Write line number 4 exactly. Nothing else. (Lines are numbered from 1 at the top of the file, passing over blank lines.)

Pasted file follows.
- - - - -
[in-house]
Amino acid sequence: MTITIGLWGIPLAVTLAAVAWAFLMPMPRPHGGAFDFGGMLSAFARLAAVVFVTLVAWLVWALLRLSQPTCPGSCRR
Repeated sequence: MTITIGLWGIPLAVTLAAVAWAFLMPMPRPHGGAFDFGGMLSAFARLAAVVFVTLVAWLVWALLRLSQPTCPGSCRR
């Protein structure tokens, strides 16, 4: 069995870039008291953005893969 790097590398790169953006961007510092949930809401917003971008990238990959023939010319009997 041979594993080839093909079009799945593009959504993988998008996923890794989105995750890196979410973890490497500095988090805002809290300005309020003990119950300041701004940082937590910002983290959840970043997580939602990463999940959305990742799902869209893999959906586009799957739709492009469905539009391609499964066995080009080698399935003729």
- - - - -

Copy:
């Protein structure tokens, strides 16, 4: 069995870039008291953005893969 790097590398790169953006961007510092949930809401917003971008990238990959023939010319009997 041979594993080839093909079009799945593009959504993988998008996923890794989105995750890196979410973890490497500095988090805002809290300005309020003990119950300041701004940082937590910002983290959840970043997580939602990463999940959305990742799902869209893999959906586009799957739709492009469905539009391609499964066995080009080698399935003729």